ST. PAUL, Minn. — Minnesota Gov. Mark Dayton blasted federal health officials Wednesday for holding up approval of a program meant to lower health insurance costs and threatening millions of dollars in cuts to health care for the working poor.

State lawmakers tackled a precarious health insurance market on their own this year, creating a $542 million reinsurance pool to help lower costs for 2018 after years of inflating premiums for shoppers who buy coverage on their own. But Minnesota is one of just two states to also offer a so-called basic health program — covering low-income residents with the help of extra federal dollars — and it’s causing the state problems.

Despite assurances that final signoff would come by August, state officials are still awaiting formal approval as open enrollment fast approaches. And after working closely with the federal Department of Health and Human Services to ensure that the state’s other health programs wouldn’t be affected, Dayton’s administration revealed this week that President Donald Trump’s administration planned to cut almost $370 million from that low-income health coverage.

The Democratic governor called the situation a nightmare, saying the holdup in approval could cause premiums for 2018 to jump an estimated 20 percent. And he said the federal government has been little help in addressing his concerns.

“I can’t get the secretary of Health and Human Services on the telephone. I can’t even get a phone number to call him on,” Dayton said.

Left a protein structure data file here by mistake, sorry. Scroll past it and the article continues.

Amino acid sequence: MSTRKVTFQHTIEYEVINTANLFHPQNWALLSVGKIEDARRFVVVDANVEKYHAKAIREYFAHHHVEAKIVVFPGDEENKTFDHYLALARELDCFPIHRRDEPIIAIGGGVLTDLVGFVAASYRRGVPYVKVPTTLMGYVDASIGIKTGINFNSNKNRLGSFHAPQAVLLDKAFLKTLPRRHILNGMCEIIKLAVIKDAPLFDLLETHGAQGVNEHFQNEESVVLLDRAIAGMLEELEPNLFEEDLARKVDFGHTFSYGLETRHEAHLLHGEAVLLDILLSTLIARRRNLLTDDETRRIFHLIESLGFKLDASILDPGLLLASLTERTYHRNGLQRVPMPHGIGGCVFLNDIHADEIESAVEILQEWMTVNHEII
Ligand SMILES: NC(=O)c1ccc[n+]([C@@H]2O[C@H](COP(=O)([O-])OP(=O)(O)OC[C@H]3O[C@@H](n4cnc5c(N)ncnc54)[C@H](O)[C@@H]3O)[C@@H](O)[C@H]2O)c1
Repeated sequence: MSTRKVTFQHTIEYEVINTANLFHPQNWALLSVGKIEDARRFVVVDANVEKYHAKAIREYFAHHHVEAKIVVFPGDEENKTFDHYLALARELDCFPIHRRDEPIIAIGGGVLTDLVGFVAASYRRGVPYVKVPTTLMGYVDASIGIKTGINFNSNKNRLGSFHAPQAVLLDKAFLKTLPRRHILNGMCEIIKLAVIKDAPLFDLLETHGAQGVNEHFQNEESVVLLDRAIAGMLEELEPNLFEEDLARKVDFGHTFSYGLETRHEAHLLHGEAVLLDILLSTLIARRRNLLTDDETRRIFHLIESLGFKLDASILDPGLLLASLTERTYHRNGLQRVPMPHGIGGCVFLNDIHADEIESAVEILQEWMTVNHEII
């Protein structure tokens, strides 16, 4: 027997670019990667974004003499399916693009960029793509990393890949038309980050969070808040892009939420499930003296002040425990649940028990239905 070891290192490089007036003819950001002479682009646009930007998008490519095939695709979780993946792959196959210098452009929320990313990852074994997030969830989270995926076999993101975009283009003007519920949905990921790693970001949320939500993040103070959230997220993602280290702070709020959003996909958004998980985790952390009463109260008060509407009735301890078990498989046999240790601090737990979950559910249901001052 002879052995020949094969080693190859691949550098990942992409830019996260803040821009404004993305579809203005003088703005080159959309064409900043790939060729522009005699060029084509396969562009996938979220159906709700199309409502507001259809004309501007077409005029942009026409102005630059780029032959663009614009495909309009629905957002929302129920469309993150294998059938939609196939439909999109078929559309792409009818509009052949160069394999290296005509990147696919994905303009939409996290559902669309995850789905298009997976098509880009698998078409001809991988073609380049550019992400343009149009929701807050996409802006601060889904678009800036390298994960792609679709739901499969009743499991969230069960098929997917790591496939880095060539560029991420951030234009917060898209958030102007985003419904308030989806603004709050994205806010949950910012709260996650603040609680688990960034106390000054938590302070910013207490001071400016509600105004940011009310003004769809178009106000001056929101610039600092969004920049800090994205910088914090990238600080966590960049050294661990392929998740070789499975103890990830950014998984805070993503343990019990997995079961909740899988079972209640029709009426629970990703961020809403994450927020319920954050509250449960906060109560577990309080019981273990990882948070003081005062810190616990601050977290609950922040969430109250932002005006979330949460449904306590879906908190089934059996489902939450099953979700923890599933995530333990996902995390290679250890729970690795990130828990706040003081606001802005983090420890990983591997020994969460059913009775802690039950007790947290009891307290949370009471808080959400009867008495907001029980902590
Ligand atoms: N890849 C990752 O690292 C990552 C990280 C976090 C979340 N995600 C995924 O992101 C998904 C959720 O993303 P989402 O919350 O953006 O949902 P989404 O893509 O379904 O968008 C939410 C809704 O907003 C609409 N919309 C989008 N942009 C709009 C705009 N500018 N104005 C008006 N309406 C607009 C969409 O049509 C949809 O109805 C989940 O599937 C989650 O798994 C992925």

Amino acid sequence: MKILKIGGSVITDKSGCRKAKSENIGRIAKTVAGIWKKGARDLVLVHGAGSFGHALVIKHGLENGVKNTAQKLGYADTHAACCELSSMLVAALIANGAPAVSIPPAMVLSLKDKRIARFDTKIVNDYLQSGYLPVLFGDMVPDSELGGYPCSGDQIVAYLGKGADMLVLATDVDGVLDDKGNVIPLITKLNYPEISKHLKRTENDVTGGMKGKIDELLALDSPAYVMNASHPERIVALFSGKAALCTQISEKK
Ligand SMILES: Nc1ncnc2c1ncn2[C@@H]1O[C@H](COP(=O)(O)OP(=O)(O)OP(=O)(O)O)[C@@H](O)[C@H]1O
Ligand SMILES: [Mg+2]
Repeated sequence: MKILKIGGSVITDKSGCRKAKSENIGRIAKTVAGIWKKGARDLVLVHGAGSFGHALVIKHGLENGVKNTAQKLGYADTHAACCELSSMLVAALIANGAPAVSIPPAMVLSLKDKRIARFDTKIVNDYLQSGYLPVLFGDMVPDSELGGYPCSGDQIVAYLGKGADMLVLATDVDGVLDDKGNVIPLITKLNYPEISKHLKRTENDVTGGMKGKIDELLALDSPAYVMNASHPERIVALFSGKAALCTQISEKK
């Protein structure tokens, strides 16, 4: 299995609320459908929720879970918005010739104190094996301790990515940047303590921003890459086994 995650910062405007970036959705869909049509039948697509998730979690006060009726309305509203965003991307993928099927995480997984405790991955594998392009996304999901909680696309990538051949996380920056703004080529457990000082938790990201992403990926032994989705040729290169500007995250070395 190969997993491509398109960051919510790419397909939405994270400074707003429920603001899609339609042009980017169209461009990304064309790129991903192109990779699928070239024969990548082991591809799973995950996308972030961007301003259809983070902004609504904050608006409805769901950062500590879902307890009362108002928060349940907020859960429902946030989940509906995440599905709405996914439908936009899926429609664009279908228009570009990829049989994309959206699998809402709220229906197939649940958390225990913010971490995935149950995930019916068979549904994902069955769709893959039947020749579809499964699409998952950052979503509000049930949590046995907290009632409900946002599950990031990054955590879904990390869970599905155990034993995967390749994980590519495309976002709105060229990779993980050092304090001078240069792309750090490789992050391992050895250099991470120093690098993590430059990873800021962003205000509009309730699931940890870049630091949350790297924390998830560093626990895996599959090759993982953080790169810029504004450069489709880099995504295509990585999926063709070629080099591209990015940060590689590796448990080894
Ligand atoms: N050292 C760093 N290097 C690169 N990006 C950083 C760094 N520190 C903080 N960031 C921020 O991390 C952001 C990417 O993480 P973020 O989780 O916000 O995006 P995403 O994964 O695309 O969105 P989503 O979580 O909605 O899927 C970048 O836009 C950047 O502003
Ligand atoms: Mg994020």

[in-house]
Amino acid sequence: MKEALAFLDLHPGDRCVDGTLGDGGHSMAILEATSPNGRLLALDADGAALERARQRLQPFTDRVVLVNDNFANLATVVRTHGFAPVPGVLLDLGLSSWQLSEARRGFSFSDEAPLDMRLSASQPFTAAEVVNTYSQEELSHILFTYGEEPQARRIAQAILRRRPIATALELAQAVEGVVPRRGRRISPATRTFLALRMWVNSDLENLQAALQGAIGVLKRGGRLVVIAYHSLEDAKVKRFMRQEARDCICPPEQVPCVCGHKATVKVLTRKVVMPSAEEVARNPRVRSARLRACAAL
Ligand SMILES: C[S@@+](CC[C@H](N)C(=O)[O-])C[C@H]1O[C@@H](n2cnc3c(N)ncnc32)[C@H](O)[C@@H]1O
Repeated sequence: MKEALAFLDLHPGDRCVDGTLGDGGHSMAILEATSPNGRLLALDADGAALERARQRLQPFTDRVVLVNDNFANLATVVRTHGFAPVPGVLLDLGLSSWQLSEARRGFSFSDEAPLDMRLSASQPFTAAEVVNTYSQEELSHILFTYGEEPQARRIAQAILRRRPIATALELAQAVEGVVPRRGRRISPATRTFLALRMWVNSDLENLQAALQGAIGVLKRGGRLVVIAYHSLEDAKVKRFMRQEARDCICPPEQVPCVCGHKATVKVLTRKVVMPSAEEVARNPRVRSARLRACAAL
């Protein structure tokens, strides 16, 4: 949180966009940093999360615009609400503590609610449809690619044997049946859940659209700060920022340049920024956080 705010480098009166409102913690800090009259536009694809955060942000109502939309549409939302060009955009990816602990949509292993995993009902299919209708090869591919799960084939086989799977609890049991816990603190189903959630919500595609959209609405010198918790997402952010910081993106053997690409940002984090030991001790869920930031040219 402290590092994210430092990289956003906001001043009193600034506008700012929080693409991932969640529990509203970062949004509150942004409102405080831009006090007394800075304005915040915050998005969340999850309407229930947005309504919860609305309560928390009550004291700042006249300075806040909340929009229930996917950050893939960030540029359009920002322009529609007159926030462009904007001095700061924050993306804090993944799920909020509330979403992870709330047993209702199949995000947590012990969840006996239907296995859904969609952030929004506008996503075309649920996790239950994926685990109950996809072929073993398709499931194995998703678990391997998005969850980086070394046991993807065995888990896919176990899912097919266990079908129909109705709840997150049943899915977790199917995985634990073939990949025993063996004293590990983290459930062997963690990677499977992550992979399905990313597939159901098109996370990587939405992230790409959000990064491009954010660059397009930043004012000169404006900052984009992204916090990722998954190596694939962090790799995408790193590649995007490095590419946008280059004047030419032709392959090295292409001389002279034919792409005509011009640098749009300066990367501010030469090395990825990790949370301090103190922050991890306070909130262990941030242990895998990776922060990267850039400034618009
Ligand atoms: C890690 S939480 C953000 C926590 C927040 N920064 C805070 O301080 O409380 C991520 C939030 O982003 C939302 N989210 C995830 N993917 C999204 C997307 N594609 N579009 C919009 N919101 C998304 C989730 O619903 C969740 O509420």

Minnesota’s issues are largely separate from the ongoing effort in Congress to repeal and replace President Barack Obama’s Affordable Care Act. But that makes them no less pressing.

Open enrollment begins Nov. 1, but MNsure — the state’s health insurance exchange — needs to start loading information for 2018’s health plans into its systems much sooner. Health insurance rates are set to be finalized Oct. 2.

Other officials are adding to the pressure on the nation’s top federal health agency. Democratic U.S. Sen. Amy Klobuchar said Tuesday she urged Health and Human Services Secretary Tom Price to approve the waiver immediately.

A spokeswoman for the federal agency did not immediately respond to a request for comment.

Dayton and others were clearly flummoxed by the Trump administration’s sudden move to cut a sizable chunk of federal funding for MinnesotaCare. State officials worked with the federal agency to write the reinsurance bill, saying they were repeatedly assured that it would not result in any cuts to federal funding.

But Dayton’s administration said that changed last week when they were informed — with little explanation — that the state would lose roughly $369 million in funding for the next two years. Dayton sent Price a letter Tuesday asking him to reconsider.

The governor wouldn’t answer whether he thought those cuts were politically motivated. Any changes to MinnesotaCare funding wouldn’t impact its roughly 100,000 low-income enrollees until at least 2019.